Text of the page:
Colt Brennan, a former University of Hawaii quarterback who tied or broke dozens of N.C.A.A. football records, died early Tuesday morning at a hospital in Newport Beach, Calif., according to his father and the university. He was 37.
Mr. Brennan was admitted to Hoag Hospital Newport Beach on Monday after he ingested a substance believed to contain fentanyl, according to the police and his father, Terry Brennan. Colt Brennan had recently finished a four-month course of treatment at a rehabilitation center and was trying to recover from a substance use disorder, his father said.
“We’re just trying to put the pieces together and trying to figure out what happened,” he said.
Mr. Brennan’s death stunned college football fans and his former coaches and teammates, who recalled his pinpoint accuracy on the field, his confident personality, and his love for Hawaii, where he became a celebrity. Fans would camp out overnight to get his autograph. Mr. Brennan would walk into class and see students waiting with bags of memorabilia for him to sign.
“In my 42 years of being involved in this program, I don’t think there’s ever been a player who’s been more impactful on and off the field than Colt Brennan,” Rich Miano, a former assistant coach for the team, said in a statement. “On a national scale, he took this program to a place that it’s never been. Colt was the impetus of the greatest days in University of Hawaii history.”
Colton James Brennan was born on Aug. 16, 1983, in Laguna Beach, Calif. He adored football as a child and described his commitment to the sport as a near obsession.
“I loved the game so much that it controlled my whole life,” Mr. Brennan said in a 2007 interview with The New York Times. “My whole life revolved around football. When I did good in football, I was happy. If I wasn’t doing good in football, I was miserable.”
Mr. Brennan attended the University of Colorado Boulder and joined the football team as a walk-on in 2003, but in January 2004, a female neighbor accused him of sexual assault, indecent exposure, burglary and criminal trespass.
A jury convicted him of unlawful sexual contact that September, but a judge later dismissed the charge and Mr. Brennan was instead found guilty of second-degree burglary and first-degree criminal trespass. He spent a week in jail in 2005.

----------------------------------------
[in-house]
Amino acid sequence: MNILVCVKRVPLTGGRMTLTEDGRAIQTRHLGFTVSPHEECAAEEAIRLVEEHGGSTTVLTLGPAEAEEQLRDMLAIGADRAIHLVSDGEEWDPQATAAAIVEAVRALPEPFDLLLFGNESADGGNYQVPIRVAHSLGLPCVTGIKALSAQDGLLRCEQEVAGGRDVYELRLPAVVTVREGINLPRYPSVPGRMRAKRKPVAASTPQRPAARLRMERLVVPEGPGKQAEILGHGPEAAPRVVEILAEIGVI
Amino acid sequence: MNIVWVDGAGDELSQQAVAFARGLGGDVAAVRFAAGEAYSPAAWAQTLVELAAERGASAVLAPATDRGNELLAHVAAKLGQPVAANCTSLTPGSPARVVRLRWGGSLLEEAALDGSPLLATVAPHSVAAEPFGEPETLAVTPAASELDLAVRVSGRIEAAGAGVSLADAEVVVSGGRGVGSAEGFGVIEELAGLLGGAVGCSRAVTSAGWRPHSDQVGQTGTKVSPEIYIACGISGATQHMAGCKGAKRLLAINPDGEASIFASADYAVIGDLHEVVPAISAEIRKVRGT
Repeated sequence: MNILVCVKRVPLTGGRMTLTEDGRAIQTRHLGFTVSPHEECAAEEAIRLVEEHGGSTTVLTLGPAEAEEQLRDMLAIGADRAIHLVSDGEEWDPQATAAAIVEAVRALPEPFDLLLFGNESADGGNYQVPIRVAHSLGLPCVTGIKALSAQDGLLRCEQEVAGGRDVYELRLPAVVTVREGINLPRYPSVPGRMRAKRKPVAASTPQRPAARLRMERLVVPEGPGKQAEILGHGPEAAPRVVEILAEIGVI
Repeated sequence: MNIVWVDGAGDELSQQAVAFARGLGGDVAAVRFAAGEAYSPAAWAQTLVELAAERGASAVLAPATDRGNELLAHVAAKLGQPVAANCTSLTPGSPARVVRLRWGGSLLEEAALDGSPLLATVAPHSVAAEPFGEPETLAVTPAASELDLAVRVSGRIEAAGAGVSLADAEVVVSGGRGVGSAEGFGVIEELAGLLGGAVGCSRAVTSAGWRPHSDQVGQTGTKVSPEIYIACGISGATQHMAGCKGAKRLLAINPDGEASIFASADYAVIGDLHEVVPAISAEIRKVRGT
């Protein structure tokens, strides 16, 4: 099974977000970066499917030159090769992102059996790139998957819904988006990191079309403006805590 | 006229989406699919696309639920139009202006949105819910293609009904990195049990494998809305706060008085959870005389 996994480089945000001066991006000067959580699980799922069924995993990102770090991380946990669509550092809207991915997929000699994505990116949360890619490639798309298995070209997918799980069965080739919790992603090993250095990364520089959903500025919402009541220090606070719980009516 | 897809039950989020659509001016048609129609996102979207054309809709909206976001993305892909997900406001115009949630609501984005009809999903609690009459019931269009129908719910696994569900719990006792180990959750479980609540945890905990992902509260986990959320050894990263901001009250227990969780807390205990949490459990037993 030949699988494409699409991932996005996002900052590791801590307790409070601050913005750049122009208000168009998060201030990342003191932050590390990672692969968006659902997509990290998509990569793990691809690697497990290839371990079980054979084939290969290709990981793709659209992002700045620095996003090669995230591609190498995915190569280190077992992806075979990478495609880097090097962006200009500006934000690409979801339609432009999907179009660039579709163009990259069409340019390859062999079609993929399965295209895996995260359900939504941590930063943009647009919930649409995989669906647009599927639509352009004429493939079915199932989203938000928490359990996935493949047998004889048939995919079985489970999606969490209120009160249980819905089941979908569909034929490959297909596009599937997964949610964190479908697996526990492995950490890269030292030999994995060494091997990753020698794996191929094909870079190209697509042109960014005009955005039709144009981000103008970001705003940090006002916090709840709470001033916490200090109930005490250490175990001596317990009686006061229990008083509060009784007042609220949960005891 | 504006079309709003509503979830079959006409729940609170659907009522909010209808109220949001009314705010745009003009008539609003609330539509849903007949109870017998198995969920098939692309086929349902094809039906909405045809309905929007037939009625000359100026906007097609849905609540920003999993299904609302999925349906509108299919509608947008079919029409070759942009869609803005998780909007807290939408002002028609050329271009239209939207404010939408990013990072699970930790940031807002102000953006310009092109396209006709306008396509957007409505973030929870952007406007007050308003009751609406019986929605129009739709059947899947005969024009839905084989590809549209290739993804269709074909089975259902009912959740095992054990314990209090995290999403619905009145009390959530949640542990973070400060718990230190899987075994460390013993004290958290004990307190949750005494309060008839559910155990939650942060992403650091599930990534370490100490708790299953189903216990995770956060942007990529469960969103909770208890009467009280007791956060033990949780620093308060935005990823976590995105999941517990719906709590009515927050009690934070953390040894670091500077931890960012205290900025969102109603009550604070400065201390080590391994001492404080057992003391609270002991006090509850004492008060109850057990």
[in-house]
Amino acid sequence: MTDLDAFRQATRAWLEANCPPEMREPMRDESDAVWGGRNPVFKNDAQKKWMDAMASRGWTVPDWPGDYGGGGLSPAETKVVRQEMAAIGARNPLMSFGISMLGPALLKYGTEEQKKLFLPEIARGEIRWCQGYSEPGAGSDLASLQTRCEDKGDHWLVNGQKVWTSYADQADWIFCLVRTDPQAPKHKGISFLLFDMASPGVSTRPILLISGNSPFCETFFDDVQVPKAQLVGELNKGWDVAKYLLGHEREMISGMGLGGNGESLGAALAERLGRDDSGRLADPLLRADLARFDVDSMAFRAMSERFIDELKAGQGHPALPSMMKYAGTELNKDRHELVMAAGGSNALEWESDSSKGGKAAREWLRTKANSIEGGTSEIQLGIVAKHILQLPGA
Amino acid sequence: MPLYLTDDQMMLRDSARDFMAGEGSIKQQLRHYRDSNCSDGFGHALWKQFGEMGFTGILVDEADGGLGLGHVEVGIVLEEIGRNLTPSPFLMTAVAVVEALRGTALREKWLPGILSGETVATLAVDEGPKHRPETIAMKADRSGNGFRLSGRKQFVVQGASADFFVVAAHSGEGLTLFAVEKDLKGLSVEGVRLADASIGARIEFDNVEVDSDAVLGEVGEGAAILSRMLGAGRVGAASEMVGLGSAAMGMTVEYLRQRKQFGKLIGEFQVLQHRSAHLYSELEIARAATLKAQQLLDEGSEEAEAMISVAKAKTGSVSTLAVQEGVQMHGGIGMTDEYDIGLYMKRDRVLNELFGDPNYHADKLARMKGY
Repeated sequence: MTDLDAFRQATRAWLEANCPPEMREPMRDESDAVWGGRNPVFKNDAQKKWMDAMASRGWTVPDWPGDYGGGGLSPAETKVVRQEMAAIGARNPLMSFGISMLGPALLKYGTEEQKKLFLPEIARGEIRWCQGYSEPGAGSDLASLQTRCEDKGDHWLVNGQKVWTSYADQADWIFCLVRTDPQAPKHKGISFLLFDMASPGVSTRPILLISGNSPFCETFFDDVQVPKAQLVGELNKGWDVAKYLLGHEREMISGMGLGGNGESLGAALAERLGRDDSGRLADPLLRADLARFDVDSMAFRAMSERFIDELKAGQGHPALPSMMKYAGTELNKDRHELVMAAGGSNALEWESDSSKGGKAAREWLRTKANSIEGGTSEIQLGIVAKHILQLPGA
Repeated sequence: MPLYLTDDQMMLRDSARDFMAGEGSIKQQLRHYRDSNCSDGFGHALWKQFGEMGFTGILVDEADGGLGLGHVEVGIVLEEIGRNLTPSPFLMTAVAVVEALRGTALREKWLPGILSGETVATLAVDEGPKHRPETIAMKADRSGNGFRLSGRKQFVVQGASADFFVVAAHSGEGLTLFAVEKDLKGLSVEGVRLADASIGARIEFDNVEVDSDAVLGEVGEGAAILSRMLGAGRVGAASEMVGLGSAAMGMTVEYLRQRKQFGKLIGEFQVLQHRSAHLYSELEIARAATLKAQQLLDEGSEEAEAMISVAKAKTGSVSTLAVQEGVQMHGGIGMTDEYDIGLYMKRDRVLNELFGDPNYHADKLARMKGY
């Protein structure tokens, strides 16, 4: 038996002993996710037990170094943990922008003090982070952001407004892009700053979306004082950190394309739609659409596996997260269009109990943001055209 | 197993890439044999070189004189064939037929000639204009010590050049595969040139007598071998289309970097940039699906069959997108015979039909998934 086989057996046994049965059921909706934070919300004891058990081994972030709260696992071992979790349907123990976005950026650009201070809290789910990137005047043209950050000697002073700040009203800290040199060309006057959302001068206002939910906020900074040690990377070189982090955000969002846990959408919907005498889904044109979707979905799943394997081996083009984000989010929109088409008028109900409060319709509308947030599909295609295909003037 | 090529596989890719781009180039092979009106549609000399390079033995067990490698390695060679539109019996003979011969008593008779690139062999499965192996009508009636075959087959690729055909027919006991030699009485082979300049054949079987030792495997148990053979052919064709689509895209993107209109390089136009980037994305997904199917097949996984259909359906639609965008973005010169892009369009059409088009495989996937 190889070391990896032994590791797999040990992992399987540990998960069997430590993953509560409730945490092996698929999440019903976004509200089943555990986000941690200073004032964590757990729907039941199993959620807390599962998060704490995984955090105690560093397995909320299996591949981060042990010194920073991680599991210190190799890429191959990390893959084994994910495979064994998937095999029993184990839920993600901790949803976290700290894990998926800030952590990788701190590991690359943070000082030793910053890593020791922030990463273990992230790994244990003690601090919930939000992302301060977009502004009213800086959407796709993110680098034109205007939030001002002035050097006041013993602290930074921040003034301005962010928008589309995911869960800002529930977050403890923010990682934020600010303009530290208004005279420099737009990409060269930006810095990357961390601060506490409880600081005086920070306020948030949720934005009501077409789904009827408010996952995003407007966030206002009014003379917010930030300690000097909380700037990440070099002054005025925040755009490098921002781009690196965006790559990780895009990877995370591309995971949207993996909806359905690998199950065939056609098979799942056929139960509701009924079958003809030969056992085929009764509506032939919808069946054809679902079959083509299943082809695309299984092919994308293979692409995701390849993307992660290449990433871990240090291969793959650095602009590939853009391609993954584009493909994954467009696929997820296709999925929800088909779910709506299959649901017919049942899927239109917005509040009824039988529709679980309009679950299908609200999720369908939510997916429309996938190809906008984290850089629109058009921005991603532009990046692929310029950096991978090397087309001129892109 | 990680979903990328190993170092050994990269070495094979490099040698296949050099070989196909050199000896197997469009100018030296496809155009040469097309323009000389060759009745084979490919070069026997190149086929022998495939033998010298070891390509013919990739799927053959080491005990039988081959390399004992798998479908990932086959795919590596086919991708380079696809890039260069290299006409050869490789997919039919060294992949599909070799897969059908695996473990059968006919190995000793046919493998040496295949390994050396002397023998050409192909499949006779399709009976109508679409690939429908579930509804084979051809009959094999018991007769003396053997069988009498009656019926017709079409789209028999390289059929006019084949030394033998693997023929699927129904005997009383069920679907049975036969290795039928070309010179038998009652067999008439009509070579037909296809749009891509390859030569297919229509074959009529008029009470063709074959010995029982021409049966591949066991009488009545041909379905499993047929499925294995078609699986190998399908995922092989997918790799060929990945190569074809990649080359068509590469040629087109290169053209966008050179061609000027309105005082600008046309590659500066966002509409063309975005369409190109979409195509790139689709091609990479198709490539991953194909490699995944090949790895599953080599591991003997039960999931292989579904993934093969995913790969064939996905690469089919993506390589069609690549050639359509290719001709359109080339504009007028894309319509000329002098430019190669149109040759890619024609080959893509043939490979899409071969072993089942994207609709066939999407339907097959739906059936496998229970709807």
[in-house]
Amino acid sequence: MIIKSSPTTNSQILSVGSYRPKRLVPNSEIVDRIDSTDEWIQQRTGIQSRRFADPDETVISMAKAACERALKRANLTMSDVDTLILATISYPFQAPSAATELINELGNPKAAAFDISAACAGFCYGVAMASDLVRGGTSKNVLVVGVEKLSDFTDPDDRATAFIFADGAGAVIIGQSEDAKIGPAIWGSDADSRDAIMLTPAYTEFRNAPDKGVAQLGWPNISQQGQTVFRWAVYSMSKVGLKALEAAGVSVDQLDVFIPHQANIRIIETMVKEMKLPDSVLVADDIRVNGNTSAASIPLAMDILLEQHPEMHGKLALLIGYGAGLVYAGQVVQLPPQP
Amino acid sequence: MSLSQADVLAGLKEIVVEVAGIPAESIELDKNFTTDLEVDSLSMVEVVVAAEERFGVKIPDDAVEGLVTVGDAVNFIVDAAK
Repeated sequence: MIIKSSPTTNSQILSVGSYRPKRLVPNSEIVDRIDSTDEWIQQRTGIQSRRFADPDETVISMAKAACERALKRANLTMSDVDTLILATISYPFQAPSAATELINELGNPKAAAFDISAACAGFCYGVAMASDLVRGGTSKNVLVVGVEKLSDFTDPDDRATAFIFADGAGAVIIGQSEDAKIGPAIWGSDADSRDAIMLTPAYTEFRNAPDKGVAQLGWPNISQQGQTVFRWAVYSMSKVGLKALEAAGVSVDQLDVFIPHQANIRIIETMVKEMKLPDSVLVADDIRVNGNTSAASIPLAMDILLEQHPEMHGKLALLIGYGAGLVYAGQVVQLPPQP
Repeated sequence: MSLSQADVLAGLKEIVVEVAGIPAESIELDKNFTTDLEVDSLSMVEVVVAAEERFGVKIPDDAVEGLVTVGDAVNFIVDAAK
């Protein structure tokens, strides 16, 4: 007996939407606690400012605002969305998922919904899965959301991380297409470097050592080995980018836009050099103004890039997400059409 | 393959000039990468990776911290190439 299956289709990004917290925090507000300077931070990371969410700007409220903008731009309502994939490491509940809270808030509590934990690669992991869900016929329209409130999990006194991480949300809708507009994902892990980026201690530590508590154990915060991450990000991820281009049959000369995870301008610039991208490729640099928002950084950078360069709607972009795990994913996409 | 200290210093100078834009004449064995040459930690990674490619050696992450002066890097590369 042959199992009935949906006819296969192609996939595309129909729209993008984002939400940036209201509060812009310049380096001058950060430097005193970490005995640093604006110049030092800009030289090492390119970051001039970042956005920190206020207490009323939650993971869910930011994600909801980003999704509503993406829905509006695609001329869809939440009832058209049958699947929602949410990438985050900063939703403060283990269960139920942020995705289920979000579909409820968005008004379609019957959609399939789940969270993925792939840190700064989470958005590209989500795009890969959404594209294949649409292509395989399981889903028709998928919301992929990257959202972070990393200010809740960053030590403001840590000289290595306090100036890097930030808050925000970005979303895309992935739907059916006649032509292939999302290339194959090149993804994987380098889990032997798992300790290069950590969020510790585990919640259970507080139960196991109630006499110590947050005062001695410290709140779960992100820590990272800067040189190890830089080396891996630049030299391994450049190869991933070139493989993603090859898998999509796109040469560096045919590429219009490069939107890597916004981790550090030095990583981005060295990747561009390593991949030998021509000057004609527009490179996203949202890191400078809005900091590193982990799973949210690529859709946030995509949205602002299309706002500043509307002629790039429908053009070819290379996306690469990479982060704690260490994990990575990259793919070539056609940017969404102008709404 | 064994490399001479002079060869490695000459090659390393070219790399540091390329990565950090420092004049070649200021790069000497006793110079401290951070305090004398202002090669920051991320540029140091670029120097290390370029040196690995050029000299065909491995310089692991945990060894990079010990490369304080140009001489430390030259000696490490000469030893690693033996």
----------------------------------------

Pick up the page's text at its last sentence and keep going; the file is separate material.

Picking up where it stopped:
“What I did that night, I messed up,” Mr. Brennan told The Times. “I made a major lapse in judgment. I was cocky. I was arrogant. But I didn’t commit a crime. I had no bad intentions.”
He left Colorado and played briefly at Saddleback College in California. He transferred in 2005 to Hawaii, where he became determined to start over and prove his worth.
“It was my getaway, my escape,” he said.
He embraced the Hawaiian ethos of humility and took three semesters of Samoan as a way to bond with his offensive linemen, who were all of Polynesian descent. He braided his hair as a nod to his four starting receivers, who were known as the Dreadheads.
In 2006, he set what was then an N.C.A.A. record for touchdown passes — 58 — in a single season, raising the possibility that he would be recruited by the N.F.L. after his junior year.
Instead, he stayed on for his final year. The Rainbow Warriors finished the season 12-0 and made their only football bowl series appearance, in the Sugar Bowl, against Georgia on Jan. 1, 2008. Mr. Brennan was a Heisman Trophy finalist that season.
In 2010, he was involved in a car crash that broke his collarbone and ribs, caused head trauma, and resulted in blood clots that would plague him the rest of his life, his father said.
After the accident, he relied on a cane and wore a leg brace, Terry Brennan said.
The younger Mr. Brennan moved back to Hawaii after his football career ended and had been living there until a few months ago when he returned to California to get treatment for his disabilities and his addiction problems, his father said.
Mr. Brennan tried to enroll in a detox facility over the weekend but was turned away because it was full, his father said. After that, he met with some people at a hotel room and ingested the drugs.
In addition to his father, Mr. Brennan’s survivors include his mother, Betsy Brennan, and his sisters, Carrera Shea and Chanel Brewster.
Kitty Bennett contributed research.